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What exactly is a DVD Recorder and why do I need one?

Think of a DVD Recorder as a recording device that does much the same thing as a VCR, such as recording from TV or your camcorder and playing those recordings for display on your TV. Except that a DVD Recorder does those things much better than a VCR, by virtue of recording onto DVD discs with resolution and clarity that's inherently superior to VHS tapes. And, since DVD Recorders have a built-in TV tuner just like a VCR, you can set the timer to record one show while watching another. Or, you can use the VCR Plus+ feature (available on many models) to record your shows without having to program the timer.


    In what other ways are DVDs better than VHS tapes?

  • A DVD Recorder makes it easy to create a crisp, clear DVD library consisting of all your favorite shows, movies, sports and home videos.

  • DVD discs don't degrade over time the way tapes do since there's no physical contact between the laser that reads the disc and the disc itself.

  • DVDs will play flawlessly for years on end, hundreds of times or more, provided you take reasonable care in handling them.

  • DVDs record with more lines of resolution, for a markedly sharper picture than VHS.

  • By pairing a DVD recorder (or player) with Progressive-Scan (a feature included on most DVD Recorders today) with your digital TV, the result is double the lines of resolution for a significantly crisper, sharper and more consistent picture.

  • For preserving and protecting precious home videos for generations, there's nothing better than DVDs.

  • When transferring home videos onto DVDs, your recordings will often look better than the originals. That's because many DVD Recorders have image-filtering and enhancement circuitry that smooths out the imperfections in your old videotapes.

  • DVDs are smaller and much thinner than VHS tapes, so once you've created an entire library of DVDs, you'll be able to store it in a fraction of the space.
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Are DVD Recorders difficult to operate?

Not at all. They're every bit as easy as using a VCR and in some ways, a lot easier. With a DVD Recorder, you'll never again have to worry about tracking adjustments, tape jitters, breakage and rewinding or fast-forwarding tape. With DVDs you can instantly access the beginning of the disc, regardless of where you left off or, alternatively, you can generally pick up right where you left off. Or you can zip directly to a particular chapter or "marker" on the DVD, or electronically rewind or fast-forward at a variety of speeds. And, like a VCR, you can set a variety of different recording speeds depending upon the length and quality you desire.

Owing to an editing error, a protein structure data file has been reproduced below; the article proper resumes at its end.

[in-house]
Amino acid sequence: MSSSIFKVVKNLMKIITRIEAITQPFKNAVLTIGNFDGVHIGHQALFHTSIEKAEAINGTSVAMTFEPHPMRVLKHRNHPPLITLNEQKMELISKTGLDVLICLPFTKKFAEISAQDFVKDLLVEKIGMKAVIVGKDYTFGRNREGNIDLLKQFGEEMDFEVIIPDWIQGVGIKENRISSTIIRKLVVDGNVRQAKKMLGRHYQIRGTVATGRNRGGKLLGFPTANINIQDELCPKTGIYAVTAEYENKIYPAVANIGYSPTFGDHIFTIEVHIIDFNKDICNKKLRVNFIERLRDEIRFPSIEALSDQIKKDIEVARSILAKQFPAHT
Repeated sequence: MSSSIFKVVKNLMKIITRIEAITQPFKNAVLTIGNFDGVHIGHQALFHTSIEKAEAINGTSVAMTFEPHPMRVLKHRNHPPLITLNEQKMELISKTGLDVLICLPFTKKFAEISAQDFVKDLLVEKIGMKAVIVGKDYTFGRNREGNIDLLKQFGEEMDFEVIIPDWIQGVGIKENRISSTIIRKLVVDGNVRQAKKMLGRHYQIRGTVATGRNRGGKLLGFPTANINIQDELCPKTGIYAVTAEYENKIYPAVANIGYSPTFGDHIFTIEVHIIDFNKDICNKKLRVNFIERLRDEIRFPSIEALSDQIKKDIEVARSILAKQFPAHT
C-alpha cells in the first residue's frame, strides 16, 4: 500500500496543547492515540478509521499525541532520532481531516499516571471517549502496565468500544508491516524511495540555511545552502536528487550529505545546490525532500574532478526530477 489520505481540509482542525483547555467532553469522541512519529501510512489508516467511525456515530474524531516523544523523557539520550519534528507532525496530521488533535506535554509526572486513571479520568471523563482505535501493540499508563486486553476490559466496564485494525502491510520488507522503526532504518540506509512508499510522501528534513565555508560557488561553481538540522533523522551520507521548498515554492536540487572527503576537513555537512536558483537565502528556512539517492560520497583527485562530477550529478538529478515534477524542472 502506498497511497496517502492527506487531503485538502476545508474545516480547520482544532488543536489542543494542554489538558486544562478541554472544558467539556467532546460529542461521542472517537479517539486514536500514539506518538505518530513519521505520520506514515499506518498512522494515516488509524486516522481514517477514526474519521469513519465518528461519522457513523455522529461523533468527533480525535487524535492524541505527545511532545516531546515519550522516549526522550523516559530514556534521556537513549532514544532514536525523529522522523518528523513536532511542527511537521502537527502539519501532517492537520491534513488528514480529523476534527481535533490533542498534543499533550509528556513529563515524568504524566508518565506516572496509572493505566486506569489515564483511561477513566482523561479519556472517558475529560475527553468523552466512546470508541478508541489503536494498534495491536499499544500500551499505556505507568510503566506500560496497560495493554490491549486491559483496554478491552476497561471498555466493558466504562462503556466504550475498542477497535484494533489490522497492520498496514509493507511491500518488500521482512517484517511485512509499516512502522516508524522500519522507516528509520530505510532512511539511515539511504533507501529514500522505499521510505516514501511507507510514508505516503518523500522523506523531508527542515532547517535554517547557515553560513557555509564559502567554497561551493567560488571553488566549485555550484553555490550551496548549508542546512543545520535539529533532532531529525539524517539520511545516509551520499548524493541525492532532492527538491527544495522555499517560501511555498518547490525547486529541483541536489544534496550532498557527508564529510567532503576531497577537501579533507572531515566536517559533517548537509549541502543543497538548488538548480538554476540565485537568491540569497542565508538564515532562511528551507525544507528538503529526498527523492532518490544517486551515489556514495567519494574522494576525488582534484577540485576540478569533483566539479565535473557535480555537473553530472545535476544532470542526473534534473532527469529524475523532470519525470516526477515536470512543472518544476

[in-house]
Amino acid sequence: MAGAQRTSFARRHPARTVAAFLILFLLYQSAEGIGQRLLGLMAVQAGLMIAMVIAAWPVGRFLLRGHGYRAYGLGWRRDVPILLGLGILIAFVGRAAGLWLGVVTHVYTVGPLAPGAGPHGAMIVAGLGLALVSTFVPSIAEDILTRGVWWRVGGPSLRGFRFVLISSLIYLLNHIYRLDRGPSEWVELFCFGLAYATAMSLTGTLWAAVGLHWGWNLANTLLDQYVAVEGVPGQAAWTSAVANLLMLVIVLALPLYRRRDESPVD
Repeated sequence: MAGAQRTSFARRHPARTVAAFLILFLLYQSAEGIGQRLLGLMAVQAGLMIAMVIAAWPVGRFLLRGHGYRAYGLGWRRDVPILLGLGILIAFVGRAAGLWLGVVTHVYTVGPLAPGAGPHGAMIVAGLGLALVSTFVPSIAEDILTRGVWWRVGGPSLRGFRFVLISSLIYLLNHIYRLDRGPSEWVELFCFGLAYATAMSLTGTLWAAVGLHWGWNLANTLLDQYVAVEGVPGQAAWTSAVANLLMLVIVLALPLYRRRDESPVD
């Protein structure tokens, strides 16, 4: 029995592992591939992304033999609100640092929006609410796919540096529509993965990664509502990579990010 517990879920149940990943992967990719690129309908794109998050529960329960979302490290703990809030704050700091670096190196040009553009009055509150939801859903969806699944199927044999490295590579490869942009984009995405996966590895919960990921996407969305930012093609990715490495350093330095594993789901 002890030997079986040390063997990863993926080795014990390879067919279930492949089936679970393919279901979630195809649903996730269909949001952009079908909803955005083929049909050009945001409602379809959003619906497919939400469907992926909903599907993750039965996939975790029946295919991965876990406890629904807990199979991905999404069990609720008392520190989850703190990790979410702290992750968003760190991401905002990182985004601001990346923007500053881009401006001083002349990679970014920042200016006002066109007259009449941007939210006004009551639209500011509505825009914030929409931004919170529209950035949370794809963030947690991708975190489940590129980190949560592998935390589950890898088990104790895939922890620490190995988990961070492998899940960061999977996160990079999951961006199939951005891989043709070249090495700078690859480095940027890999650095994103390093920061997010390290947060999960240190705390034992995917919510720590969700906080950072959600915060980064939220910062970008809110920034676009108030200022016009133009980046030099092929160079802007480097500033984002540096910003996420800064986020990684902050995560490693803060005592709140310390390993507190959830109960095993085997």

What can I record onto DVDs?

You can record virtually anything broadcast on your TV directly onto DVDs. From transferring treasured home videos, to favorite shows, movies and sports from over-the-air, cable, satellite, premium stations or TiVo®. Check out  Building A Home Entertainment Library on DVDs for more recording ideas.


So, what's up with all the different formats like DVD+R/+RW and DVD-R/-RW?

When you start thinking about buying a DVD Recorder, those different formats can seem a bit confusing. But don't let them throw you, because once you settle on a DVD Recorder, it becomes fairly simple. Honest. The "plus" and "minus" formats are alternative recording formats used by different manufacturers, simple as that. Neither format (+ or -) is superior to the other. Standard DVD-R or DVD+R discs are of the record-once variety, so they cannot be re-recorded. And the "RW" format simply means rewritable; in other words you can use these discs over and over, erasing them in between.

Then what is DVD-RAM?

DVD-RAM (Random Access Memory) is a rewritable format that was designed to be a reliable storage and recording solution for multimedia, both data and video. DVD-RAM offers advantages over other rewriteable formats (DVD-RW and DVD+RW) in that DVD-RAM discs can be re-recorded an estimated 100,000 times vs. an estimated 1,000 times for DVD-RW and DVD+RW. To achieve this reliability, the media is often enclosed in a cartridge, which must be recorded and played upon a DVD-RAM compatible recorder, player or drive. Also, because DVD-RAM is a much faster format, it can provide some neat tricks, such as "chasing playback". This feature comes in handy if you're recording a TV show, for example, and would like to begin watching it before the recording is finished. With DVD-RAM and chasing playback you can watch the DVD from the beginning while simultaneously continuing to record.

What you really need to know about DVD recording formats:

For most people, the most important thing regarding DVD recording is to ensure compatible playback. And the key to successful playback is to remember that DVD recorders and players will record and play only in the formats that they support (either DVD-R/-RW, DVD+R/+RW or DVD-R/RAM and, in the case of Multiformat DVD Recorders, both the "plus" and "minus" formats). For example, a DVD+RW disc will not play on a DVD-R/-RW Player or Recorder and vice versa. But a Multiformat DVD Recorder will support both plus and minus formats.